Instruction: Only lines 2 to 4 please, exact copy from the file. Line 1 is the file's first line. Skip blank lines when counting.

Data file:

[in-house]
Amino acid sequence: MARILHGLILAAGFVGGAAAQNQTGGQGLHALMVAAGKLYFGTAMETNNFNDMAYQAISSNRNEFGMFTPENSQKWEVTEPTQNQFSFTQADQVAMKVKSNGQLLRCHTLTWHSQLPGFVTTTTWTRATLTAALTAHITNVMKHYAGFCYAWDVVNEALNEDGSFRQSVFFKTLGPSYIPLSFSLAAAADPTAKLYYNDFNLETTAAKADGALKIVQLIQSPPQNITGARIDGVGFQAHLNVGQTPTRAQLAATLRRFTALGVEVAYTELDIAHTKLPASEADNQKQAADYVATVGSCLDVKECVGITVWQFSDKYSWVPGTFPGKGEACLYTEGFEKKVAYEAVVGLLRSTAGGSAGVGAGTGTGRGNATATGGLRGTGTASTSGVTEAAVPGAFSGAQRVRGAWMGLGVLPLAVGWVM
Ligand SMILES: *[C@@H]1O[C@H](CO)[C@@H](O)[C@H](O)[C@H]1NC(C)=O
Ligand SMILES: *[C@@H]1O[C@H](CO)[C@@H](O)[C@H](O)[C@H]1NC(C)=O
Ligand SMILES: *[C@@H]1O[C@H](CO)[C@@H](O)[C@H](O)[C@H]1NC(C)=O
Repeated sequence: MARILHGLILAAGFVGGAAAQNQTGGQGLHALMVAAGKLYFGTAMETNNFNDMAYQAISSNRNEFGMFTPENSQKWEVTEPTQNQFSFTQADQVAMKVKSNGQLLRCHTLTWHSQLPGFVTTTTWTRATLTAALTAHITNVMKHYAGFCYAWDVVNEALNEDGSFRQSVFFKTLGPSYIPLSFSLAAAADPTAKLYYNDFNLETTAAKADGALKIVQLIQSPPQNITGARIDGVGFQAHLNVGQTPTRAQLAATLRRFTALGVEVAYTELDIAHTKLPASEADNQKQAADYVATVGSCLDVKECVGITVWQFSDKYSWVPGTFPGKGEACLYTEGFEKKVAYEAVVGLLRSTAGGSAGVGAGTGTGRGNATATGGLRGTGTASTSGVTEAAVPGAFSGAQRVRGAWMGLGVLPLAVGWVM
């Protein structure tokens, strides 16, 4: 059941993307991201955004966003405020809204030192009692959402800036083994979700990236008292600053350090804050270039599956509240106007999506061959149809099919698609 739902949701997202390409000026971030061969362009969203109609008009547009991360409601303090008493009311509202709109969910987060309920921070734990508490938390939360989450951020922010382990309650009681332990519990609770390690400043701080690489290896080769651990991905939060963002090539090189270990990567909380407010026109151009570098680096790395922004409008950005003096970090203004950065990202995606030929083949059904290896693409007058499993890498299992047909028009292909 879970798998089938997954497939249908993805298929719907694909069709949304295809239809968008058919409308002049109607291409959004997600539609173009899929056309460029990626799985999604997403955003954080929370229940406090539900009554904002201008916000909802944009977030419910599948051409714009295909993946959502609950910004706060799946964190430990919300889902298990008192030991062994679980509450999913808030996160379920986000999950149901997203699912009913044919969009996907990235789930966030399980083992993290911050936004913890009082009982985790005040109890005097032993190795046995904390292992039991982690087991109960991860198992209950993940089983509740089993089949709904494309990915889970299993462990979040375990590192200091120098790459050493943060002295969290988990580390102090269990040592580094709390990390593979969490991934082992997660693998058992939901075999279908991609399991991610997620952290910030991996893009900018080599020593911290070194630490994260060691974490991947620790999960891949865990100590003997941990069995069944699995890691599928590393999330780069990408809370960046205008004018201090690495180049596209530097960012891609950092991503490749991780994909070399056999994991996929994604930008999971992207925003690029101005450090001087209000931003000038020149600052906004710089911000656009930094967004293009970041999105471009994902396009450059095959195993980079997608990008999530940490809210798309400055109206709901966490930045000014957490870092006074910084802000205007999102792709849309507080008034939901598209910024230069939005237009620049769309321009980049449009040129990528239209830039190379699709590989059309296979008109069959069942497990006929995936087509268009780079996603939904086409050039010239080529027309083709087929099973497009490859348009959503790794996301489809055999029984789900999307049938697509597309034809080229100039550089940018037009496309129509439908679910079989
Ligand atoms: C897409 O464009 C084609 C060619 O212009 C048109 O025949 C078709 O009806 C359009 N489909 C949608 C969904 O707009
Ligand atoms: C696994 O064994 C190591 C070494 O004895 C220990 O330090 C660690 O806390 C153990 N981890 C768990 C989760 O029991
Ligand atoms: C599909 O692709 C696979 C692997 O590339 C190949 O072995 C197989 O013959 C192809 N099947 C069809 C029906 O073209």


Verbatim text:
Amino acid sequence: MARILHGLILAAGFVGGAAAQNQTGGQGLHALMVAAGKLYFGTAMETNNFNDMAYQAISSNRNEFGMFTPENSQKWEVTEPTQNQFSFTQADQVAMKVKSNGQLLRCHTLTWHSQLPGFVTTTTWTRATLTAALTAHITNVMKHYAGFCYAWDVVNEALNEDGSFRQSVFFKTLGPSYIPLSFSLAAAADPTAKLYYNDFNLETTAAKADGALKIVQLIQSPPQNITGARIDGVGFQAHLNVGQTPTRAQLAATLRRFTALGVEVAYTELDIAHTKLPASEADNQKQAADYVATVGSCLDVKECVGITVWQFSDKYSWVPGTFPGKGEACLYTEGFEKKVAYEAVVGLLRSTAGGSAGVGAGTGTGRGNATATGGLRGTGTASTSGVTEAAVPGAFSGAQRVRGAWMGLGVLPLAVGWVM
Ligand SMILES: *[C@@H]1O[C@H](CO)[C@@H](O)[C@H](O)[C@H]1NC(C)=O
Ligand SMILES: *[C@@H]1O[C@H](CO)[C@@H](O)[C@H](O)[C@H]1NC(C)=O